Observations on the Role of Diminished Oxygen Tension in the Functional Hyperemia of Skeletal Muscle
The hypothesis that lowered tissue oxygen tension acting on vascular smooth muscle can explain functional hyperemia in skeletal muscle was examined in ten dogs. A comparison was made between the blood flow increment that accompanied rapid, rhythmic contraction of a gastrocnemius muscle and the flow change that occurred in the same muscle at rest during its perfusion with venous blood obtained from the resting or contracting gastrocnemius muscle of the opposite leg. Blood POO2, pH, and PCOCO2 were measured in samples of venous blood from the muscle. There was no evidence that the perfusion circuit traumatized the perfused blood. During functional hyperemia, the increases in blood flow averaged 173%, and the average venous POO2, was 25 mm Hg. During venous perfusion, the maximum increases in blood flow averaged 56%, and the average venous POO2, was 23 mm Hg. When the muscle was stimulated to contract during its perfusion with venous blood, increases in blood flow occurred which averaged 143%, despite additional falls in venous blood POO2 that averaged only 3 mm Hg. These studies suggest that the effect of lowered POO2 on vascular smooth muscle does not produce sufficient vasodilatation to explain functional hyperemia in skeletal muscle.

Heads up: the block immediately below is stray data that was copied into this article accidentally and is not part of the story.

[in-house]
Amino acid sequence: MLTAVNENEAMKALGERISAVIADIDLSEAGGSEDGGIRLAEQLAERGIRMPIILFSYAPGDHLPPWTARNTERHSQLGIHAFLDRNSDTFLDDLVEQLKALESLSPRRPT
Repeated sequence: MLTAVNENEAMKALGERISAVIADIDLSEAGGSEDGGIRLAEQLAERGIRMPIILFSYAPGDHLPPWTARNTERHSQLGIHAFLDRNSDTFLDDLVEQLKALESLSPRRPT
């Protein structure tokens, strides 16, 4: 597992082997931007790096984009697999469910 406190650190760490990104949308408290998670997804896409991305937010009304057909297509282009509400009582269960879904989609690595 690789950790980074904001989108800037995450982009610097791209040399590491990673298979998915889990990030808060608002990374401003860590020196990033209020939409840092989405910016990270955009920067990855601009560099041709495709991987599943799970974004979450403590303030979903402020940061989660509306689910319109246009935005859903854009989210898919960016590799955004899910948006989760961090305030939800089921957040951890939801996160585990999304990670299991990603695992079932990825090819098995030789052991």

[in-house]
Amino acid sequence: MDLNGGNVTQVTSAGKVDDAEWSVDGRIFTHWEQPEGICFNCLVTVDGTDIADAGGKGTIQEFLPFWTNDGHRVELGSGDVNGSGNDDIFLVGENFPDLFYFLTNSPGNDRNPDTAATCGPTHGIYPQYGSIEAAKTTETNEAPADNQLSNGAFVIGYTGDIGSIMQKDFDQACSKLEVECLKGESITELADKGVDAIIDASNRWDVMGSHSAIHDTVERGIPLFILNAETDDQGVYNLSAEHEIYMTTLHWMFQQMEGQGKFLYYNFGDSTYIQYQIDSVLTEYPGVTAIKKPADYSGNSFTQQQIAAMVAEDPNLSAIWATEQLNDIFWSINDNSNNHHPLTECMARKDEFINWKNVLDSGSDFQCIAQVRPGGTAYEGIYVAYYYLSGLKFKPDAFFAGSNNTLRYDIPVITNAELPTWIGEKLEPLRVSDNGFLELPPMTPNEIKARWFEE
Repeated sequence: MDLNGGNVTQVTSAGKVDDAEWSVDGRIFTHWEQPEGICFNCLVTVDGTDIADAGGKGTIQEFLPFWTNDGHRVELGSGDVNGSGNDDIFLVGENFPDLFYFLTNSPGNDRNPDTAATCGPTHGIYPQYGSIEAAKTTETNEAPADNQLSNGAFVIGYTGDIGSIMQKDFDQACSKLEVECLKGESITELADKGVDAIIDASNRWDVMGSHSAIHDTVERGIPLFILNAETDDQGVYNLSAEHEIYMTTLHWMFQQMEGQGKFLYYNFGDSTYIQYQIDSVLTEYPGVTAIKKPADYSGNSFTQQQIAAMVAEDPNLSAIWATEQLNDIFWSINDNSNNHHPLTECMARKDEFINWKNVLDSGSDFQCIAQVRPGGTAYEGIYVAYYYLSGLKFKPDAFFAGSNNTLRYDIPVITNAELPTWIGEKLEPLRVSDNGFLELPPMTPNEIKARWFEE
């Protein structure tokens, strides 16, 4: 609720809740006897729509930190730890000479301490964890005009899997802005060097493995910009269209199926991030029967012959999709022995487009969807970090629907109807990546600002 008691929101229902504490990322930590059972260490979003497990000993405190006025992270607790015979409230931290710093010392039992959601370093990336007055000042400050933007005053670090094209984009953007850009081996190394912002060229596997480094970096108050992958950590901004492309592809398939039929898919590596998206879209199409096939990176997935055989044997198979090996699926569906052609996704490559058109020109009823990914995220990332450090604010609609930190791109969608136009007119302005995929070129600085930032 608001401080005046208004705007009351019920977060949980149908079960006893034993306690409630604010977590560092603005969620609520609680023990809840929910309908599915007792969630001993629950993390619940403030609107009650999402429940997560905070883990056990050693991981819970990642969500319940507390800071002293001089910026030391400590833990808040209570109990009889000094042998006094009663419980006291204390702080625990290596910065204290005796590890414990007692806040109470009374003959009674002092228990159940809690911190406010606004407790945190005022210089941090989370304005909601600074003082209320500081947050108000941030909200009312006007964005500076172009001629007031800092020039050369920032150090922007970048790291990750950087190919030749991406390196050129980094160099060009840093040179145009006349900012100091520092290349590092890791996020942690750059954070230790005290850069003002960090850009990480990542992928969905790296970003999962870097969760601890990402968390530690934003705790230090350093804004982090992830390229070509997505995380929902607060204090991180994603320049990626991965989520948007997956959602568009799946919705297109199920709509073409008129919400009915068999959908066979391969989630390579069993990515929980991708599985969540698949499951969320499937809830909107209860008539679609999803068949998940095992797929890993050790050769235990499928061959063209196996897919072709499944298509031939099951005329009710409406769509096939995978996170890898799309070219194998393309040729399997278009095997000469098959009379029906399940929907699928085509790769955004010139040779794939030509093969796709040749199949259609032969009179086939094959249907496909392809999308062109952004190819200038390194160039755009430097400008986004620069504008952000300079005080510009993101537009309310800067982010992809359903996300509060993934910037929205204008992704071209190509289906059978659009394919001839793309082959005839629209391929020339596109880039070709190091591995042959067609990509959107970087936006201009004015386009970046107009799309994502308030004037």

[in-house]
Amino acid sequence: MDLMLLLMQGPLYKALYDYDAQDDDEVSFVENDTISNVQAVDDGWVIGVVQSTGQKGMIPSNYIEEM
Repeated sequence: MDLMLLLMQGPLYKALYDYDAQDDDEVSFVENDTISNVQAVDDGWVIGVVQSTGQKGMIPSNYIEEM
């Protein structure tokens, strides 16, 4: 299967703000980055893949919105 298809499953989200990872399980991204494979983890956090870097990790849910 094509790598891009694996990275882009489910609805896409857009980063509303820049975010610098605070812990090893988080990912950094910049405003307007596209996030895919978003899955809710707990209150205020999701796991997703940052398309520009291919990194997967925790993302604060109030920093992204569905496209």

- Received May 18, 1964.
- © 1964 American Heart Association, Inc.